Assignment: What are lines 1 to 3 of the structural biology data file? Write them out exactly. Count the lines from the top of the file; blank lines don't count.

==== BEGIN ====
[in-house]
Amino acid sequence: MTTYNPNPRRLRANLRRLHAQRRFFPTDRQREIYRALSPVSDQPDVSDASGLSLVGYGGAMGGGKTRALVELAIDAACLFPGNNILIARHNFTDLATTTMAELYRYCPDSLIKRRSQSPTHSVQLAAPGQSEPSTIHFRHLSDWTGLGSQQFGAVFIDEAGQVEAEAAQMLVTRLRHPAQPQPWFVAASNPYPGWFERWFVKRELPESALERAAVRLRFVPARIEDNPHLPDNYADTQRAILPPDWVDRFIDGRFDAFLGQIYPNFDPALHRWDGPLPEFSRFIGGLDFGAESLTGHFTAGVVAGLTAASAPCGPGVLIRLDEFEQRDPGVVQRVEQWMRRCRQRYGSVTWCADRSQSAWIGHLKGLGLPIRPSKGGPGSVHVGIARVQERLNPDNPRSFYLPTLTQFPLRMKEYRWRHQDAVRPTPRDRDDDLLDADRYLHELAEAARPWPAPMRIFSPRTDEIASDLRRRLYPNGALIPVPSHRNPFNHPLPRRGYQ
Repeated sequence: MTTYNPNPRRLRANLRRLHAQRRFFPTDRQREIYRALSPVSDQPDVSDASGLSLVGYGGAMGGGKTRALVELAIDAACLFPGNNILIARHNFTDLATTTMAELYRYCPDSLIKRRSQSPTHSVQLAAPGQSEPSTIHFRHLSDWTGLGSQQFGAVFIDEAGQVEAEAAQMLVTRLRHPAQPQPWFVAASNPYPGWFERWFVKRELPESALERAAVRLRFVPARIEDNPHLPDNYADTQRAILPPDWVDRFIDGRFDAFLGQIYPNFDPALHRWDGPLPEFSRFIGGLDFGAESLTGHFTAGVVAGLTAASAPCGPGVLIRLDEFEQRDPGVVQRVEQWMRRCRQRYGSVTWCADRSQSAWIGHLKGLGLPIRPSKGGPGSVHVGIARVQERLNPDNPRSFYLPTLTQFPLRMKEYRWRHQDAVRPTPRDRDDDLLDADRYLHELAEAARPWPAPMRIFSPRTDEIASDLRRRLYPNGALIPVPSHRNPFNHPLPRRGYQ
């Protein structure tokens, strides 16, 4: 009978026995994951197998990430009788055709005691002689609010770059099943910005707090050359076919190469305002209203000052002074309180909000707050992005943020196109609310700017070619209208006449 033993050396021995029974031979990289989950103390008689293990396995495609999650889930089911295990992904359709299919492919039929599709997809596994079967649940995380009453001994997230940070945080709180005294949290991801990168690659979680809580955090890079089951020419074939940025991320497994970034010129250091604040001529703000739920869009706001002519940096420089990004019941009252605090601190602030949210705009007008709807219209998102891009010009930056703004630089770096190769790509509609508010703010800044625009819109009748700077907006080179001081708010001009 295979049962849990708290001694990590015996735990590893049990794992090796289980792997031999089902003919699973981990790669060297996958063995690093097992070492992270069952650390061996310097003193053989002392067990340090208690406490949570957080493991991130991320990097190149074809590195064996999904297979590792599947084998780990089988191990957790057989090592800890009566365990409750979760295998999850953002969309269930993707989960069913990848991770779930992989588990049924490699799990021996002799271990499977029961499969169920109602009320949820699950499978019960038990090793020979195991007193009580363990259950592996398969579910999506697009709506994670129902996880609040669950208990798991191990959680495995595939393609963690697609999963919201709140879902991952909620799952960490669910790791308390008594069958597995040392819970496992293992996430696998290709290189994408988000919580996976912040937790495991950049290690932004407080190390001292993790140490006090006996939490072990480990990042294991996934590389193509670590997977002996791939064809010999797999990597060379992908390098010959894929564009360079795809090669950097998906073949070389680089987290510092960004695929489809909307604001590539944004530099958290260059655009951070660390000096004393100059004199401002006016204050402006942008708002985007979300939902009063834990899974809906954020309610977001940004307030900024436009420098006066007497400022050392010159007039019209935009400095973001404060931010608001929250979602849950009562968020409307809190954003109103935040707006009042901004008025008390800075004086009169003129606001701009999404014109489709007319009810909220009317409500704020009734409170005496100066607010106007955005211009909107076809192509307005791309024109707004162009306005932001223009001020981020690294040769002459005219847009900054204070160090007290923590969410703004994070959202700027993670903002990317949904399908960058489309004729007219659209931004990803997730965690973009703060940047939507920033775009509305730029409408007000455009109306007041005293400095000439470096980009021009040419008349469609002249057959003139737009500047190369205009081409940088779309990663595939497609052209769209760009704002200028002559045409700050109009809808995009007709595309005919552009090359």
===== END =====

[in-house]
Amino acid sequence: MTTYNPNPRRLRANLRRLHAQRRFFPTDRQREIYRALSPVSDQPDVSDASGLSLVGYGGAMGGGKTRALVELAIDAACLFPGNNILIARHNFTDLATTTMAELYRYCPDSLIKRRSQSPTHSVQLAAPGQSEPSTIHFRHLSDWTGLGSQQFGAVFIDEAGQVEAEAAQMLVTRLRHPAQPQPWFVAASNPYPGWFERWFVKRELPESALERAAVRLRFVPARIEDNPHLPDNYADTQRAILPPDWVDRFIDGRFDAFLGQIYPNFDPALHRWDGPLPEFSRFIGGLDFGAESLTGHFTAGVVAGLTAASAPCGPGVLIRLDEFEQRDPGVVQRVEQWMRRCRQRYGSVTWCADRSQSAWIGHLKGLGLPIRPSKGGPGSVHVGIARVQERLNPDNPRSFYLPTLTQFPLRMKEYRWRHQDAVRPTPRDRDDDLLDADRYLHELAEAARPWPAPMRIFSPRTDEIASDLRRRLYPNGALIPVPSHRNPFNHPLPRRGYQ
Repeated sequence: MTTYNPNPRRLRANLRRLHAQRRFFPTDRQREIYRALSPVSDQPDVSDASGLSLVGYGGAMGGGKTRALVELAIDAACLFPGNNILIARHNFTDLATTTMAELYRYCPDSLIKRRSQSPTHSVQLAAPGQSEPSTIHFRHLSDWTGLGSQQFGAVFIDEAGQVEAEAAQMLVTRLRHPAQPQPWFVAASNPYPGWFERWFVKRELPESALERAAVRLRFVPARIEDNPHLPDNYADTQRAILPPDWVDRFIDGRFDAFLGQIYPNFDPALHRWDGPLPEFSRFIGGLDFGAESLTGHFTAGVVAGLTAASAPCGPGVLIRLDEFEQRDPGVVQRVEQWMRRCRQRYGSVTWCADRSQSAWIGHLKGLGLPIRPSKGGPGSVHVGIARVQERLNPDNPRSFYLPTLTQFPLRMKEYRWRHQDAVRPTPRDRDDDLLDADRYLHELAEAARPWPAPMRIFSPRTDEIASDLRRRLYPNGALIPVPSHRNPFNHPLPRRGYQ